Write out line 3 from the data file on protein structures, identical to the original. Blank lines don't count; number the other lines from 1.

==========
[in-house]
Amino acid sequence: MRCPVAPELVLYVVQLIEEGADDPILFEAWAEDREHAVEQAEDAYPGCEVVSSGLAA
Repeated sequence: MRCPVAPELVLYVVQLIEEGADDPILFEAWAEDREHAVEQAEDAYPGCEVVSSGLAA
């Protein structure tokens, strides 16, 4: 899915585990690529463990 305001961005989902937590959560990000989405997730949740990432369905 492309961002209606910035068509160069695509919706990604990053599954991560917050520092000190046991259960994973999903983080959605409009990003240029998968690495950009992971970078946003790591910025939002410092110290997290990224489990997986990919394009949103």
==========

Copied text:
Repeated sequence: MRCPVAPELVLYVVQLIEEGADDPILFEAWAEDREHAVEQAEDAYPGCEVVSSGLAA